This is a simple howto on getting bindgraph installed on your Ubuntu system. Bindgraph is a handy CGI tool written in perl that gathers statistics from your BIND9 installation, to see exactly what sort of DNS lookups are made to your DNS server.
Category Archives: Howto’s
Have you ever had the need to access a MSSQL database from Ubuntu/Debian via perl? Well, it’s rather easy once you have the right tools. All you need is to install a few things, edit a config file and off you go. Just follow the below instructions and you should go good to go.
Have you ever wanted to set up a backup mail exchanger (MX) for your main Zimbra installation? Recently, I had this need for two of my Zimbra installations. Of course, if you run the enterprise version of Zimbra where they offer you the tools to do this without too much work out of the box. But if you just don’t have the resources to put up another full scale Zimbra server, you can achieve much of the same with much less. Of course, it won’t offer you all the bells and whistles that a full Zimbra installation will, but it does the trick if your needs are sparse. (more…)
What is redmine? Redmine is a flexible project management web application. Written using the Ruby on Rails framework, it is cross-platform and cross-database. What does that really mean though? What it means is that it gives you a great tool to manage your coding projects, either if you’re working solo or working in groups of people doing work on the same project. What’s great about redmine is all the nice little features it offers you, that makes managing your projects so much easier, some of them being
- Multiple projects support
- Flexible role based access control
- Flexible issue tracking system
- Feeds & email notifications
- Per project wiki
- Per project forums
- SCM integration (SVN, CVS, Git, Mercurial, Bazaar and Darcs)
- Issue creation via email
Having a tool that gives you all this makes it easy to follow what you’ve done on a project so far, what issues that have been uncovered with the code so far, and what has been done to fix these problems. But not only that, it also gives you a great tool to write online documentation for your projects, and have user driven forums for them at the same making the integration between you as a coder and the end users even more tighter. As an added bonus, as with any community as it grows the community starts helping itself, making you able to focus on what’s important and that’s improving your code. Its ties to most modern VCS systems, such as Git, Subversion and Bazaar also makes you able to track code changes in real time through the web, much like you do on Github and similar services.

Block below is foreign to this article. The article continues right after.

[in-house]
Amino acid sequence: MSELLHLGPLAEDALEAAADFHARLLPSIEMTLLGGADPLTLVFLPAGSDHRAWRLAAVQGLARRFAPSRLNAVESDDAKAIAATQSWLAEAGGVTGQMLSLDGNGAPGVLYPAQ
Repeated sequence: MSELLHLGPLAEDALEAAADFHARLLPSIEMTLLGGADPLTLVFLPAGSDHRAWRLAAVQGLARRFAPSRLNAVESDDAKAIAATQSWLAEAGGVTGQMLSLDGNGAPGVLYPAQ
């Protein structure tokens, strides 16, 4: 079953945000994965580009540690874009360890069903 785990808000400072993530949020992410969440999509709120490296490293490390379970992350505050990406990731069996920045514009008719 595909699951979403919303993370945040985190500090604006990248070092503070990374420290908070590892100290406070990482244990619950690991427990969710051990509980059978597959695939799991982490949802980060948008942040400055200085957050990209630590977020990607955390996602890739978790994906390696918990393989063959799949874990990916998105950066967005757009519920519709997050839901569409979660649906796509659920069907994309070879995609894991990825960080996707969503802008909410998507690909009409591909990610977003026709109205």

Yesterday, a guy came into #debian @ Undernet, asking for help on how to install goosh on his Apache server in Debian. I had heard about the goosh project in the past, but nothing more than that. Being somewhat curious, I had to do some more digging, as it turned out the process was far […]
So you want to set up IPv6 on your Debian box? Sick and tired of the fact that you can’t test the new stage of Internet addressing because your ISP simply just doesn’t offer IPv6 connectivity yet? Well, fear not, because here is your solution. Getting IPv6 up and running might sound rather daunting, involving quite a few steps and rather complicated configurations? Well, let me be the first to tell you that this just isn’t the case. You will actually find it rather surprising just how easy it is to set up, and how little time you’ll be spending doing it. Once you’re done, you’ll be wondering why you didn’t do it sooner.
Using udev can ease your life with using external units, such as memory sticks or removable storage devices which many of us use these days. On a personal note, I have a few memory sticks that I use quite often, as well as Western Digital USB HDD I use for backup purposes. Having to manually […]